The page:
But you don’t have to know Hailu Mergia’s story to feel the deep joy, beauty and melancholy emanating from the first song on Lala Belu, his first album in over 30 years. The laid-back groove sets the scene pleasantly for the first 9 bars but when’s Mergia’s accordion enters, the song transports you to a groove that feels so special but as comfortable as your gramp’s armchair. It saunters between funk, soul and jazz as Mergia explores his various keyboards and Ethiopian scales.
Put this on and feel good for 10 minutes.
The Hold Steady – “Eureka”
It’s widely accepted that the best bar band in America hasn’t released a great album since 2008’s Stay Positive. It came as some surprise then, in 2017, that they quietly began releasing great music again. A series of one off singles (each with a b-side), most of which coincided with various shows across the country.The first factor that makes these songs what they are is the pure unabashed musical joy. Franz Nicolay being back on the key’s seems to be a driving force here, but everyone just plays their hearts out.The second is Craig Finn’s delivery. Once upon a time Craig barely sang. He did everything otherwise, but there was little melody. Eventually, he found something of a singing voice, and while personal growth is to be lauded, the songs just didn’t hit as hard.Craig is back to delivering these lyrics in every way other than singing. He shouts, talks, slurs, and spits the words like getting them out of his head by any means possible is the most important thing he can imagine. “Eureka” is the culmination of all of this. Craig brings a story worth hearing, and the band follows up. The important moment of the song, though, is when the music drops away and he says “No gods/no kings/let freedom ring.” It sounds fresh and novel and reminds us why we loved this band in the first place.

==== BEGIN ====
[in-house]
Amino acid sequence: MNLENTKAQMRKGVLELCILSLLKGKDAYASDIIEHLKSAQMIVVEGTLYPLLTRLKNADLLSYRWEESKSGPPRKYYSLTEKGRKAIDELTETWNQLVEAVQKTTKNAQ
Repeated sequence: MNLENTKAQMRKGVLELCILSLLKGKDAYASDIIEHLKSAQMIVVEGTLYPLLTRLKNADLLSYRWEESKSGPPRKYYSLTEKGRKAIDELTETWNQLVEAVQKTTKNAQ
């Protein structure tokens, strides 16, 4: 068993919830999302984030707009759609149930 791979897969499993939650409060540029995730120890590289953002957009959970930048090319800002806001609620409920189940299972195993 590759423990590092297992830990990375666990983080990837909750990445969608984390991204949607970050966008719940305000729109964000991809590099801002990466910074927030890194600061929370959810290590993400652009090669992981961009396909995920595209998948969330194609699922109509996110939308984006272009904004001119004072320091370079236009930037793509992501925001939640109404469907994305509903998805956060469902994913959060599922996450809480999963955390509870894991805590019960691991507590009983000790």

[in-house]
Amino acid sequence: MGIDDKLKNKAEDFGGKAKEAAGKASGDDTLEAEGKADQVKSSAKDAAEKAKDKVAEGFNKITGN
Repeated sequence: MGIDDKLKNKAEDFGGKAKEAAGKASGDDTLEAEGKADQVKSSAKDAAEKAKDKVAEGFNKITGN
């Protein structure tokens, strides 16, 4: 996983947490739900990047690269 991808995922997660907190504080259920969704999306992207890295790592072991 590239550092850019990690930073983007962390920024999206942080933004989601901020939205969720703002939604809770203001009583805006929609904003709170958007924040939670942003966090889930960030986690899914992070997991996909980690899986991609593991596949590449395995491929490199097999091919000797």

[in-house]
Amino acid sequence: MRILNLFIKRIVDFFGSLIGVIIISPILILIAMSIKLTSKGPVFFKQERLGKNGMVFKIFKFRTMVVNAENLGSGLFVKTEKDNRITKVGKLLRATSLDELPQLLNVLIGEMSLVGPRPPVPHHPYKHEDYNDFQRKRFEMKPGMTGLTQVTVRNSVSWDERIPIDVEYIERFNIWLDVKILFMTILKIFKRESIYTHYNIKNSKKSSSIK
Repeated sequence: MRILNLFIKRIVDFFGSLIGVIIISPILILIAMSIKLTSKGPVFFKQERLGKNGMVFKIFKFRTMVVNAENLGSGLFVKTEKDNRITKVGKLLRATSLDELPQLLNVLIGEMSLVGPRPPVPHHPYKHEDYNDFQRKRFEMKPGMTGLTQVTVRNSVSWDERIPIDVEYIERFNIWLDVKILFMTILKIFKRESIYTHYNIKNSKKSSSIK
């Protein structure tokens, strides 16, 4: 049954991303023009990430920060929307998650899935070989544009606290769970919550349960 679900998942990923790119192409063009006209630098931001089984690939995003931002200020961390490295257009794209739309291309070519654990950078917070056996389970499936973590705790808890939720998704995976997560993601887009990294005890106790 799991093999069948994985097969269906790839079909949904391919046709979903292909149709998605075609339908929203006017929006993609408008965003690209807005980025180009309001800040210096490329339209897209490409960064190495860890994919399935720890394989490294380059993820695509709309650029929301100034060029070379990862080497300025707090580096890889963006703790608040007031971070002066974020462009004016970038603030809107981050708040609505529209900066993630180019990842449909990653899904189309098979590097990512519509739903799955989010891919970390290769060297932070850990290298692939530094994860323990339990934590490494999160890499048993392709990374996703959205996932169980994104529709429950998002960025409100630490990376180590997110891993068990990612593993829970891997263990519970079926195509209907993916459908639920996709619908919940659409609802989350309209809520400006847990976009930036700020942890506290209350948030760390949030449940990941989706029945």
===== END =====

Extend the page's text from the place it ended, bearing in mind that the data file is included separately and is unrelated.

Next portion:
Restorations – “The Red Door”
When I hear the phrase “The Red Door” I think of two things. The first is the front door of Episcopalian churches, which flourish across the northeast where Restorations hail from.The second is from an episode of Community, where two characters argue about whose bar is the best, with the joke being that it’s the same. One character, Britta, heralds the “Red Door” over Jeff’s “L Street.” Both characters epitomize a certain kind of hipsterness that heralds gentrification, which is what this song is about.I have no idea what red door Jon Loudon is singing about, but I think about the cycle of gentrification. Old buildings like churches are knocked down for new structures such as bars. Those bars close and a new bar opens. The cycle of red doors continues, each erasing a little bit of what made the neighborhood unique. As the drums pound and the guitars wind, something dies. “She says ‘Don’t be so cynical, this might all be a miracle.’” Restorations don’t sound so sure. -Scruffy
Snail Mail – “Pristine”
A song worthy of the Titanic. This song won’t sink.
The guitar riff at the beginning is about as brutal as anything metal legends Niff Gorthrax have ever produced. The drums worthy of a Billy Zane feature. My head is spinning!
“And if you do find someone better, I’ll still see you in everything.”
This song has more quotable lines than a Friends reunion!
The best part of the song? Okay kid. I’ll tell you. There are a few parts.
Yea a few.
You know what kid? Actually this song is perfect. But yea I got a favorite part.
Listen to the whole thing but listen even harder at 3:30. This is where the song solidifies itself as a masterpiece. The little things make the difference kid.
Now go get em gumshoe.